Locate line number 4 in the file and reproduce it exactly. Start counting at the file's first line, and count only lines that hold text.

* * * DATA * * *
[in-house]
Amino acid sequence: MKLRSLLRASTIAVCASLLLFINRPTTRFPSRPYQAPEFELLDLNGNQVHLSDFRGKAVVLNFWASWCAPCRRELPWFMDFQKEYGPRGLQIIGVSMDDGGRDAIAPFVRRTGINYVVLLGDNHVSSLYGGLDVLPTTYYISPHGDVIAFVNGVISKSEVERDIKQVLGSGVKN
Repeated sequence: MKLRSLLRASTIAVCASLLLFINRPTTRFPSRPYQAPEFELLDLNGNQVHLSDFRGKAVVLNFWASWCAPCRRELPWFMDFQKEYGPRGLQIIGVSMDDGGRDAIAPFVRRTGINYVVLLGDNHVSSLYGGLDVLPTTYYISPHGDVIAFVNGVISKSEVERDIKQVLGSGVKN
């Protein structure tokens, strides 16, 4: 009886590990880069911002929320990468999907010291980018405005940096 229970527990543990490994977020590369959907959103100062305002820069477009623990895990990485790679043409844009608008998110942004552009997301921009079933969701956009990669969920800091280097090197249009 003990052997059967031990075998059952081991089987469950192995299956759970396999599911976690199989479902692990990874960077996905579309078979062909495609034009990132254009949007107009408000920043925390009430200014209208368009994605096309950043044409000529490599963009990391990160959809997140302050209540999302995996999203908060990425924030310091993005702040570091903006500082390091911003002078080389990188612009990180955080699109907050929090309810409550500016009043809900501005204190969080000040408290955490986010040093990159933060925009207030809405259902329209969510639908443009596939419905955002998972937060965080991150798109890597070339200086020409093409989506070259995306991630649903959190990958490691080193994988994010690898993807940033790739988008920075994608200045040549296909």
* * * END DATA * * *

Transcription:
């Protein structure tokens, strides 16, 4: 009886590990880069911002929320990468999907010291980018405005940096 229970527990543990490994977020590369959907959103100062305002820069477009623990895990990485790679043409844009608008998110942004552009997301921009079933969701956009990669969920800091280097090197249009 003990052997059967031990075998059952081991089987469950192995299956759970396999599911976690199989479902692990990874960077996905579309078979062909495609034009990132254009949007107009408000920043925390009430200014209208368009994605096309950043044409000529490599963009990391990160959809997140302050209540999302995996999203908060990425924030310091993005702040570091903006500082390091911003002078080389990188612009990180955080699109907050929090309810409550500016009043809900501005204190969080000040408290955490986010040093990159933060925009207030809405259902329209969510639908443009596939419905955002998972937060965080991150798109890597070339200086020409093409989506070259995306991630649903959190990958490691080193994988994010690898993807940033790739988008920075994608200045040549296909």